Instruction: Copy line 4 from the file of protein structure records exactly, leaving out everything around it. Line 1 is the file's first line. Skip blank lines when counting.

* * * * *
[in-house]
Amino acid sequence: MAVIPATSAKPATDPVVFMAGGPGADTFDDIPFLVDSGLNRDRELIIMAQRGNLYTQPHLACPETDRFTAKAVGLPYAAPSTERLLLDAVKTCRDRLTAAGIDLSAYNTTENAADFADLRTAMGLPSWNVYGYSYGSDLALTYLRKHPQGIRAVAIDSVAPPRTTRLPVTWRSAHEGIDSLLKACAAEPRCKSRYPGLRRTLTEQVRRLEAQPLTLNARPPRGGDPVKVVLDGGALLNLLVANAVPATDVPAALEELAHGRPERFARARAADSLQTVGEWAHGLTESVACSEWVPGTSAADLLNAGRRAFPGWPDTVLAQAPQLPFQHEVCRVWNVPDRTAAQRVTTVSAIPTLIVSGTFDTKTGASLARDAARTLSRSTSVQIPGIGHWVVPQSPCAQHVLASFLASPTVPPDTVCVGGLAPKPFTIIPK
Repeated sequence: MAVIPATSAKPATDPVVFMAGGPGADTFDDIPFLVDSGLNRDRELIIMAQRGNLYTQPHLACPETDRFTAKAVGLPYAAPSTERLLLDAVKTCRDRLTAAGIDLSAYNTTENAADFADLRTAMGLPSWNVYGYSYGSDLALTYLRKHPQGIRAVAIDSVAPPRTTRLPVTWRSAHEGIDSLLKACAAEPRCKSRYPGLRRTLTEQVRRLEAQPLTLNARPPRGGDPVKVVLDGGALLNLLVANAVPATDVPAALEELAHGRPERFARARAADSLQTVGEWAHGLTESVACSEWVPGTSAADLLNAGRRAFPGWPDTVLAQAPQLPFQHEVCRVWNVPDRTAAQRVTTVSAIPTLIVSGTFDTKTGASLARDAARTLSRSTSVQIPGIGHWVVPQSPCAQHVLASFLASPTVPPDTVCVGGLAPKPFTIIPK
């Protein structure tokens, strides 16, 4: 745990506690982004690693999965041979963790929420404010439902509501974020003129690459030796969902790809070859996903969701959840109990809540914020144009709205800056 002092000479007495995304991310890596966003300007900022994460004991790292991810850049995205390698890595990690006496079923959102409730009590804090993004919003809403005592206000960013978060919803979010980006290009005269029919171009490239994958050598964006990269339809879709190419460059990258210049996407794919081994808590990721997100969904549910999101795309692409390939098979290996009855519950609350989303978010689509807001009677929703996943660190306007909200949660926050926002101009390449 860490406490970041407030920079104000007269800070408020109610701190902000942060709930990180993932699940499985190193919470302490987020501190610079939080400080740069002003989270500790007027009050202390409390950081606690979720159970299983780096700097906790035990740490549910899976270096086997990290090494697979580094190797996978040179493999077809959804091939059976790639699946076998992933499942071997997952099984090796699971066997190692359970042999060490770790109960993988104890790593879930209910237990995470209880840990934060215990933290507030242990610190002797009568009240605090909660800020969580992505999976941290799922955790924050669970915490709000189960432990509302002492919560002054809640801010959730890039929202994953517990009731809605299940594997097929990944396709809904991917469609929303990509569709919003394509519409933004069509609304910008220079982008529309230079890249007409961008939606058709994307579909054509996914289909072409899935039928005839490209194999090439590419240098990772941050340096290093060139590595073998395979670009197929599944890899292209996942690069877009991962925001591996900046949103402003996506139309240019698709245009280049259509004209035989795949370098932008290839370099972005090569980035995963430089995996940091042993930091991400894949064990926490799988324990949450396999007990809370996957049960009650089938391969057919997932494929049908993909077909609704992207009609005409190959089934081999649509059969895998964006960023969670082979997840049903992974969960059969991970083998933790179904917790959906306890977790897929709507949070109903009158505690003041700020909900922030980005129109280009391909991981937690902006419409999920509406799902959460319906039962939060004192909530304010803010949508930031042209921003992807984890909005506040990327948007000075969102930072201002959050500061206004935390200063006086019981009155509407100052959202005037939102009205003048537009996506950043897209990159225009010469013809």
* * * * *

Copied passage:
């Protein structure tokens, strides 16, 4: 745990506690982004690693999965041979963790929420404010439902509501974020003129690459030796969902790809070859996903969701959840109990809540914020144009709205800056 002092000479007495995304991310890596966003300007900022994460004991790292991810850049995205390698890595990690006496079923959102409730009590804090993004919003809403005592206000960013978060919803979010980006290009005269029919171009490239994958050598964006990269339809879709190419460059990258210049996407794919081994808590990721997100969904549910999101795309692409390939098979290996009855519950609350989303978010689509807001009677929703996943660190306007909200949660926050926002101009390449 860490406490970041407030920079104000007269800070408020109610701190902000942060709930990180993932699940499985190193919470302490987020501190610079939080400080740069002003989270500790007027009050202390409390950081606690979720159970299983780096700097906790035990740490549910899976270096086997990290090494697979580094190797996978040179493999077809959804091939059976790639699946076998992933499942071997997952099984090796699971066997190692359970042999060490770790109960993988104890790593879930209910237990995470209880840990934060215990933290507030242990610190002797009568009240605090909660800020969580992505999976941290799922955790924050669970915490709000189960432990509302002492919560002054809640801010959730890039929202994953517990009731809605299940594997097929990944396709809904991917469609929303990509569709919003394509519409933004069509609304910008220079982008529309230079890249007409961008939606058709994307579909054509996914289909072409899935039928005839490209194999090439590419240098990772941050340096290093060139590595073998395979670009197929599944890899292209996942690069877009991962925001591996900046949103402003996506139309240019698709245009280049259509004209035989795949370098932008290839370099972005090569980035995963430089995996940091042993930091991400894949064990926490799988324990949450396999007990809370996957049960009650089938391969057919997932494929049908993909077909609704992207009609005409190959089934081999649509059969895998964006960023969670082979997840049903992974969960059969991970083998933790179904917790959906306890977790897929709507949070109903009158505690003041700020909900922030980005129109280009391909991981937690902006419409999920509406799902959460319906039962939060004192909530304010803010949508930031042209921003992807984890909005506040990327948007000075969102930072201002959050500061206004935390200063006086019981009155509407100052959202005037939102009205003048537009996506950043897209990159225009010469013809």